We were the only people in the hotel, we had the pool to ourselves and a full complement of staff to look after us. What's more, because it was low season all this came at a bargain price.
It couldn't have been any more ideal. I vowed then to return the following low season once all the tourists had gone home. Sadly, this was not to be. In about three months time an unprecedented event was to take place that would change everything.
The Asian Tsunami
While enjoying a family reunion at Christmas in Singapore with a group of people that included a couple of Thais and lots of expat Brits, news starting breaking about a tsunami in the Indian Ocean. The first reports were confused and unclear as to how serious the problems were.
BBC reports coming in about Phuket actually showed TV footage of Hat Yai, my home town in Thailand. Hat Yai is too far inland to be affected by tsunamis but the earthquake that triggered the tsunami shook some tall buildings causing masonry to come crashing to the ground.
The Thais in the group made some phone calls home and heard about friends who had been caught up in the disaster. The TV reports started to mention death counts. First it was tens, then hundreds. After a while I realised that it would be hundreds of thousands. The Boxing Day excitement had changed to an air of sadness and disbelief.
One member of our group had friends out on dive boats in the Indian Ocean and he was also planning to visit Aceh to go diving. Aceh of course was at the epicentre of the earthquake.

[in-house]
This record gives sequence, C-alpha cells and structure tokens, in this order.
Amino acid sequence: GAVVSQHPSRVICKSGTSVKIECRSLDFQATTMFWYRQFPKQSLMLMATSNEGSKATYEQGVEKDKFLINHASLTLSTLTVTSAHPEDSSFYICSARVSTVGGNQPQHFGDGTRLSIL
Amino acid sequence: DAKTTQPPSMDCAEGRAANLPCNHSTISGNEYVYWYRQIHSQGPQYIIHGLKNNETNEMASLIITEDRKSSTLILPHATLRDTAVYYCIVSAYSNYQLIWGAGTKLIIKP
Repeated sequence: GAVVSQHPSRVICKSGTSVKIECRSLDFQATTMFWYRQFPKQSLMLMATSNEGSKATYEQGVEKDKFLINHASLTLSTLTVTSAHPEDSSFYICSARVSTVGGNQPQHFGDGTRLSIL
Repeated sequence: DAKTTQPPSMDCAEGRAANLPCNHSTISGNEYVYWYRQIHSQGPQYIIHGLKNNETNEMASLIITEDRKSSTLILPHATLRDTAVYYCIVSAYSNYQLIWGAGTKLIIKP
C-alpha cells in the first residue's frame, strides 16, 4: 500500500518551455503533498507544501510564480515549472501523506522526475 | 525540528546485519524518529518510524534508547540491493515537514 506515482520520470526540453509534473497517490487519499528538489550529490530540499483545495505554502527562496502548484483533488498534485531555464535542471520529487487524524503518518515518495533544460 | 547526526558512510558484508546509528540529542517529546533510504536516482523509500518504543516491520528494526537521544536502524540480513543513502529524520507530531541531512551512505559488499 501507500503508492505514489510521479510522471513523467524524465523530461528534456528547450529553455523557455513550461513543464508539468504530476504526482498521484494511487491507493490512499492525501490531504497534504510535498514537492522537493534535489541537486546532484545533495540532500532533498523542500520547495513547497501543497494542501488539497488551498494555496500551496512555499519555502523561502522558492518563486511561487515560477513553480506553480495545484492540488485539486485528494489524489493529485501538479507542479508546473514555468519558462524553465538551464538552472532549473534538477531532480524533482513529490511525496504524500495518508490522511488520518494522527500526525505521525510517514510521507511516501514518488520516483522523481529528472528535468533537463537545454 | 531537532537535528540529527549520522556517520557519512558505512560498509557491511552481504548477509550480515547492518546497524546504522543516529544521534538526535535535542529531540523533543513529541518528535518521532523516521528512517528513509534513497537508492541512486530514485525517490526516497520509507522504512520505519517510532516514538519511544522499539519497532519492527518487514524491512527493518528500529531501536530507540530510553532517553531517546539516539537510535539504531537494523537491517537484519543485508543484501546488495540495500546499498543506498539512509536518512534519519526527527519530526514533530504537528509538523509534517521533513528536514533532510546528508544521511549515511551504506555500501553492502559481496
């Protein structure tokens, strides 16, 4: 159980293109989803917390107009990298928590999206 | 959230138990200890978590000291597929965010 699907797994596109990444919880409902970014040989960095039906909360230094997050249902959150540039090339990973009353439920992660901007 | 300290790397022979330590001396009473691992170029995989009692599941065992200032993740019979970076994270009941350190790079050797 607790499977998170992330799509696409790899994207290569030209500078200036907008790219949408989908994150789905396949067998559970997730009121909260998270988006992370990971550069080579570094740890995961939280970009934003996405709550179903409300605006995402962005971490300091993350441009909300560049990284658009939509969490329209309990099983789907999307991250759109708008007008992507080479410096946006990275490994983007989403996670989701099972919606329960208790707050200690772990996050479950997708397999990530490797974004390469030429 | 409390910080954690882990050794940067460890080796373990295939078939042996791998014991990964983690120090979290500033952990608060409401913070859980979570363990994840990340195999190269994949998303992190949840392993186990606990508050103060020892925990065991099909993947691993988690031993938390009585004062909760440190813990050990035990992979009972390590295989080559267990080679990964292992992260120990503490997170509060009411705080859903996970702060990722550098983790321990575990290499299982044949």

Khaolak After The Tsunami
Foreigners are more aware of places like Phuket and Phi Phi islands and it was these places that grabbed most of the headlines about the disaster as far as Thailand was concerned. However, it soon became apparent that the Khaolak area had been very badly affected.
The worst affected area was one I had spent a lot of time at - Bang Niang beach. I wanted to go back to check up on the friends I hadn't been able to contact by phone. Sadly, this didn't happen until May 2005. The following account and photos describe what I found.
The Beach Resort
The Beach Resort was where I stayed on my first visit to Khaolak. It had the exact balance of comfort and value that I wanted and I was very happy there. The staff were always friendly and even on subsequent visits when I stayed elsewhere I always called in for a chat. They always remembered me and always greeted me with big smiles.
When I visited the area in May 2005 I was told the manager at the hotel had been killed. When I saw what the huge wave had done to buildings I was amazed that anyone survived such a powerful force of nature.
The hotel has now been divided into two. The half that contained the two-storey accommodation and reception has been sold to the very upmarket La Flora hotel next door. The buildings are still standing but they are probably beyond repair.
The half of the hotel that contained the swimming pool and bungalow accommodation is now just waste ground and I don't know what will happen to it. It is prime real estate, being so near to the sea in a popular resort area, but many Thais are now afraid of another tsunami occurring.
I have to admit that when development started going crazy in the area I wasn't that happy. Simple buildings were torn down (including a lovely little cocktail bar right on the beach), to make way for luxury hotels and resorts.
However, when work had finished on La Flora I was most impressed. No expense had been spared and it was a fabulous looking place to stay. I took a look at the rooms in September 2004 and even though the low season rates were half the normal price it was still beyond my budget.